Thursday, August 20, 2015

Benoit Lelievre's Book Shelf

What books are currently on your nightstand? 
Right now, I have three piled up. Repo Shark, by Cody Goodfellow, Disintegration, by Richard Thomas and the NBA Coach Playbook, because I’m a giant hoops nerd and I’m preparing for next season by reading about Xs and Os.

Who is your all-time favorite novelist? 

 It’s a trickier question than it seems. Right now, it’s between Dennis Lehane and James Ellroy. I would’ve told you Lehane no doubt a couple years ago, but the more I evolve as a reader, the more I gravitate towards Ellroy. I love his ruthlessness and his moral ambiguity. He’s a writer or great ambition and integrity.
What book might we be surprised to find on your shelves? 
There are less and less of those, because I’m selling so many books. Whenever I move or my bookshelf overflows, I weed out the books I deem unnecessary and I keep only the ones closest to my heart.
I suppose it would be one of the strange books my mother offered me. We read for fundamentally different reasons, but she has a hard time understanding that. One Christmas she offered me a self-help book written by a feminist psychologist called Seeking the Self and the Other, because she heard it was great on TV. It would be that book. I read the damn thing!
Who is your favorite fictional character? 
It’s a great question. There are so many great ones. The character I had a huge narrative crush on in recent years is Boyd Crowder, from the television series Justified. He was the embodiment of the devil to me: smart, manipulative, violent, consumed by his own darkness, yet I couldn’t help but to root for him. I love character that force you to take a moral stance about them.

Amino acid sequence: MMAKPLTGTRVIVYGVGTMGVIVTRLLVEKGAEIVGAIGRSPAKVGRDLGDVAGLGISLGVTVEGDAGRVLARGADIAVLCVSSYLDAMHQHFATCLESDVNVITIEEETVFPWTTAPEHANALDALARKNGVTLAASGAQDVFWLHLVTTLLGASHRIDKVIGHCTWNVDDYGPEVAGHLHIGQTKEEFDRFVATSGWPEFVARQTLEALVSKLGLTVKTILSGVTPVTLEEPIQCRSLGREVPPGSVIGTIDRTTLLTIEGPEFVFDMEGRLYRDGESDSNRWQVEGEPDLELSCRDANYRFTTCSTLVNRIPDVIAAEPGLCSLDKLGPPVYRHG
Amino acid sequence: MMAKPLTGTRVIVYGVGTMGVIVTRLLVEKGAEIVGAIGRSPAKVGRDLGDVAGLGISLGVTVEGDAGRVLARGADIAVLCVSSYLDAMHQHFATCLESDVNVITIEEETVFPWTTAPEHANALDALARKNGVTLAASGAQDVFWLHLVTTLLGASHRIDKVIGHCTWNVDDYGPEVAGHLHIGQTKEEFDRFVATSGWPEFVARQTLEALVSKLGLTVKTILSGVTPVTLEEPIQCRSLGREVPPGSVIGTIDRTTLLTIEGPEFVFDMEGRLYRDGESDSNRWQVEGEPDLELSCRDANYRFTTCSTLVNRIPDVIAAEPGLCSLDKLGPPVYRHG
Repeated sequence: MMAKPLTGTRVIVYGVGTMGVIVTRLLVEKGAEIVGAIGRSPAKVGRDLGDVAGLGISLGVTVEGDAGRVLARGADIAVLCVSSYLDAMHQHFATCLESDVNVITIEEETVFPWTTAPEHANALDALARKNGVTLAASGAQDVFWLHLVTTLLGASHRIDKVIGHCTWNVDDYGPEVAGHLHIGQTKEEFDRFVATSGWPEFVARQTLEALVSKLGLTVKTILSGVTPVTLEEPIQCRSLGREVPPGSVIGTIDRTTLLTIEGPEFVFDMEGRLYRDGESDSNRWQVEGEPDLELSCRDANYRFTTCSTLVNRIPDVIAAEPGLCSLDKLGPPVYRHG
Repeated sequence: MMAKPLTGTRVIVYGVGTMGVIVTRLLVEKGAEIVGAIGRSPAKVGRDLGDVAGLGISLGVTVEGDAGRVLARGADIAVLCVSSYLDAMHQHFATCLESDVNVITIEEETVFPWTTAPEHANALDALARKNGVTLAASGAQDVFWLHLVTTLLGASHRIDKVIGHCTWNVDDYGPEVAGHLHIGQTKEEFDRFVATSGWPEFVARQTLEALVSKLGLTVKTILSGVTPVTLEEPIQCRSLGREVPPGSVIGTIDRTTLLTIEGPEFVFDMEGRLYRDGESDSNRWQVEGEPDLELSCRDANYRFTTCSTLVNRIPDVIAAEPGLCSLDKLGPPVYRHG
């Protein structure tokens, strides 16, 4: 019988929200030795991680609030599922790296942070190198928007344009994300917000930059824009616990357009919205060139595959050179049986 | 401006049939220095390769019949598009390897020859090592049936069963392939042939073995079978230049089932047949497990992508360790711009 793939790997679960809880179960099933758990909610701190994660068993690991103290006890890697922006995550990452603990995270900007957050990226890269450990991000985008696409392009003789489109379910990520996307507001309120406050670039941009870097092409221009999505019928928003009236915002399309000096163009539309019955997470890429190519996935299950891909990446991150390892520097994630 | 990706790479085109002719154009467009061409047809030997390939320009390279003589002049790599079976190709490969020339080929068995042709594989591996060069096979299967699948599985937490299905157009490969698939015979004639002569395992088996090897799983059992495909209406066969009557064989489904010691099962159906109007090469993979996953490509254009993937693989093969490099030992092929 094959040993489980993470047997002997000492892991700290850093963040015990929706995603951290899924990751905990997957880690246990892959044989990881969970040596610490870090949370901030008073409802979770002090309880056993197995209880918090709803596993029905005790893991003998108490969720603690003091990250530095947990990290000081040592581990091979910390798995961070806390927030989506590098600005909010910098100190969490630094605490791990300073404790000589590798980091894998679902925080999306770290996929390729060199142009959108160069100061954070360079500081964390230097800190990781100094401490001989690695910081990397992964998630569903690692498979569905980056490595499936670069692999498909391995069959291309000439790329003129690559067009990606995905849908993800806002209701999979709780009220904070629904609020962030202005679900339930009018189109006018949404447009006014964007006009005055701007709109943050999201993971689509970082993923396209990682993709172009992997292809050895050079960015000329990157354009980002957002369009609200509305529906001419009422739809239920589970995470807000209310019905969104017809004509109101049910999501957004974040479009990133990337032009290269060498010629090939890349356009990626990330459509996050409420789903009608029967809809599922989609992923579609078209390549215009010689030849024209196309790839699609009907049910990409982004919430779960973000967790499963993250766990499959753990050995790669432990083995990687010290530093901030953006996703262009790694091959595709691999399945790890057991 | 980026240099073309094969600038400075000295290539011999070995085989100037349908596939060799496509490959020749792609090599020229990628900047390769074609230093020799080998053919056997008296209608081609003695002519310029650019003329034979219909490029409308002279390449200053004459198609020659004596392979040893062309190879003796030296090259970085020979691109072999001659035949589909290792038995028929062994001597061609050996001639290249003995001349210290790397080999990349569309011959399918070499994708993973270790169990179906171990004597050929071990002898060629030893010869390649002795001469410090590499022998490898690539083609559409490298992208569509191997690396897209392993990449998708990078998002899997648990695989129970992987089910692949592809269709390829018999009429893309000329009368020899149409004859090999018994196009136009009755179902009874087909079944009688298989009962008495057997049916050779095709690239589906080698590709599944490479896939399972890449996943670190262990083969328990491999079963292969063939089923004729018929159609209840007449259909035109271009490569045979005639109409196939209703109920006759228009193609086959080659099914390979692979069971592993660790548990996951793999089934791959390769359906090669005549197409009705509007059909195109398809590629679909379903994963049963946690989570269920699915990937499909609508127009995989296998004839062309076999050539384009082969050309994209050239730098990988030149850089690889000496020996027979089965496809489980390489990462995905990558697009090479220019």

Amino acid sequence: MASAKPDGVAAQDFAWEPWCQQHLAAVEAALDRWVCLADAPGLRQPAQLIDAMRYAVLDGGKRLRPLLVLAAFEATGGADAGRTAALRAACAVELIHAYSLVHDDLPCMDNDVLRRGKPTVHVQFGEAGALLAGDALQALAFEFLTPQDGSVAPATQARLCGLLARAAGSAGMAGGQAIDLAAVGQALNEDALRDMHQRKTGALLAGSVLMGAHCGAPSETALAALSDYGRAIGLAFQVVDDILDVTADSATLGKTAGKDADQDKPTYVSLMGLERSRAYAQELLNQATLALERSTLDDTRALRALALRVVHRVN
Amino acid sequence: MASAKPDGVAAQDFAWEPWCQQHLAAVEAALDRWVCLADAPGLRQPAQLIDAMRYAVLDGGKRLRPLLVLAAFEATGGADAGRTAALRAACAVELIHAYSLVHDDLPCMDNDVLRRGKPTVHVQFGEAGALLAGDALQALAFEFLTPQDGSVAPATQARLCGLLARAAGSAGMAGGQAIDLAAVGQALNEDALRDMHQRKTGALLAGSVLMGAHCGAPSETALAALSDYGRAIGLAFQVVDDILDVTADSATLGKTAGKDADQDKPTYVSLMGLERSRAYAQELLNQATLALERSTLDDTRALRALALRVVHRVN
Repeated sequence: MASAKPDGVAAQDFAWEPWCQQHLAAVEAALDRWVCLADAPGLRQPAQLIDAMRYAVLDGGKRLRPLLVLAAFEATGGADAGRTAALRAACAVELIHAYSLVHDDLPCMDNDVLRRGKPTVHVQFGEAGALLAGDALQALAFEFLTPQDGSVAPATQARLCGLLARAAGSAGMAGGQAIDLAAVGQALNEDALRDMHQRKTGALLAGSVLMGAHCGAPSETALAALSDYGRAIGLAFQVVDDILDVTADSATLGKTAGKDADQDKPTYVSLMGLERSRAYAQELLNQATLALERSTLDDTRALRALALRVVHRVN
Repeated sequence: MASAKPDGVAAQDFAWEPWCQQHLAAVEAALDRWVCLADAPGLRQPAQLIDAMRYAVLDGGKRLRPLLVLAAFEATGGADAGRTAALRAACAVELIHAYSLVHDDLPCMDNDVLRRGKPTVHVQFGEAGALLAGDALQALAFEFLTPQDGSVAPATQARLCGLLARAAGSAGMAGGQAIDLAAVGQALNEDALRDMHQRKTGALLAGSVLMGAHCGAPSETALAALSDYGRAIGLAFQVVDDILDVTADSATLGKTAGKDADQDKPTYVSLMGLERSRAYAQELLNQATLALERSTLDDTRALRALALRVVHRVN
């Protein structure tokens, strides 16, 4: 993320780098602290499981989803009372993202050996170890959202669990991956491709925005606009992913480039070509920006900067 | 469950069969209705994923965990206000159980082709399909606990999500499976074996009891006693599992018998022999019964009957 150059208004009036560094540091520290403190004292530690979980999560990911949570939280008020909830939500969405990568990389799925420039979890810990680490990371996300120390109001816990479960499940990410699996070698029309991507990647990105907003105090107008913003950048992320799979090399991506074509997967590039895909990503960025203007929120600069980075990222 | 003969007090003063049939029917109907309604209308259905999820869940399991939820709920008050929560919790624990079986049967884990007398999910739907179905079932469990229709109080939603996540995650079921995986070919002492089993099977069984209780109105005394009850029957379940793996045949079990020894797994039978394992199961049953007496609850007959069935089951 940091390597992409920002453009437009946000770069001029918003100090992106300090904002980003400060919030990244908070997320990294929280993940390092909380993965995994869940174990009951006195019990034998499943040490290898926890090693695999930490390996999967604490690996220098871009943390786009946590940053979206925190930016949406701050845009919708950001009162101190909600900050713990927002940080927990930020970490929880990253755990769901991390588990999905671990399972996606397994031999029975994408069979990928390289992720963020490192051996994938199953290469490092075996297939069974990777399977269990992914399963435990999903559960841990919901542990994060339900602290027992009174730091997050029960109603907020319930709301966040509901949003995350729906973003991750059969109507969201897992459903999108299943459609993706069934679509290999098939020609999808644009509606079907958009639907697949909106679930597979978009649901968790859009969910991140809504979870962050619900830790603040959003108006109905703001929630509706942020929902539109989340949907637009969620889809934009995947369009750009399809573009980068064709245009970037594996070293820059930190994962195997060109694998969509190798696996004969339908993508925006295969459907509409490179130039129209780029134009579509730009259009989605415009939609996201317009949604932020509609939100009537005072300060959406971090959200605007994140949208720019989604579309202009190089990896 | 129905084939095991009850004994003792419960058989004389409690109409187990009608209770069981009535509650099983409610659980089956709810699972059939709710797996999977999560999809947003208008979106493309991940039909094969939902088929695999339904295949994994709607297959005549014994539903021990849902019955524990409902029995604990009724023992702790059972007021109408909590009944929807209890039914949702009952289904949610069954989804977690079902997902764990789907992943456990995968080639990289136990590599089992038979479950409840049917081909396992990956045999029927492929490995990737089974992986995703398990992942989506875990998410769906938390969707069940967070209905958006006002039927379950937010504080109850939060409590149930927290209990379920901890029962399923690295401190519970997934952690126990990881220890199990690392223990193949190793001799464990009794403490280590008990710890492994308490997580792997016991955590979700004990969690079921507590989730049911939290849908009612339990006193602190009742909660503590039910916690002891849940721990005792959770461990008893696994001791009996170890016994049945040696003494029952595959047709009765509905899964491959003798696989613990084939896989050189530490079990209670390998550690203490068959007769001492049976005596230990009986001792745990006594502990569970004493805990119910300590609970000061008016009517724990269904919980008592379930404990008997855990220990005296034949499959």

What book do you return to?
Because of my reviewing duties, I don’t have a lot of time to go over books more than once. I’m not complaining or anything, it’s a choice I’ve made, but it’s one of the consequences of it. Although I’ve recently read Love and Other Wounds, by Jordan Harper, which has several stories in it that were in his previous collection American Death Songs. It was a wonderful experience going over these fantastic stories once more and being able to focus on Harper’s magnificent prose. 

 Benoît Lelièvre is a pop culture blogger and author living in Montreal, Canada. You can read him 5 days a week at:


Anonymous said...

I do like both Ellroy and Dennis Lehane! And I know all about overflowing bookshelves...

Jeff Meyerson said...

Good one, and Boyd Crowder was indeed a wonderful character.

Jeff M.

John McFetridge said...

Nice. But Benoît may need more books set in Montreal on his shelf.... ;)

Dana King said...

My feelings toward Lehane and Ellroy parallel Benoit's. I always look froward to a new Lehane, but Ellroy grips me in a different way as I get deeper into his oeuvre.

And, yes, it was Boyd Crowder who made Justified as special as it was.

Ben said...

Thanks guys!

@John - I have maybe 20-30 books set in Montreal, but ZERO crime. ZE-RO. Any suggestions?

John McFetridge said...

Well, Benoît, the classic one is probably The Main by Trevanian. For an American he got a lot of it right, but I still think that book is more of a sly satire on the detective novel rather than a straight ahead detective novel.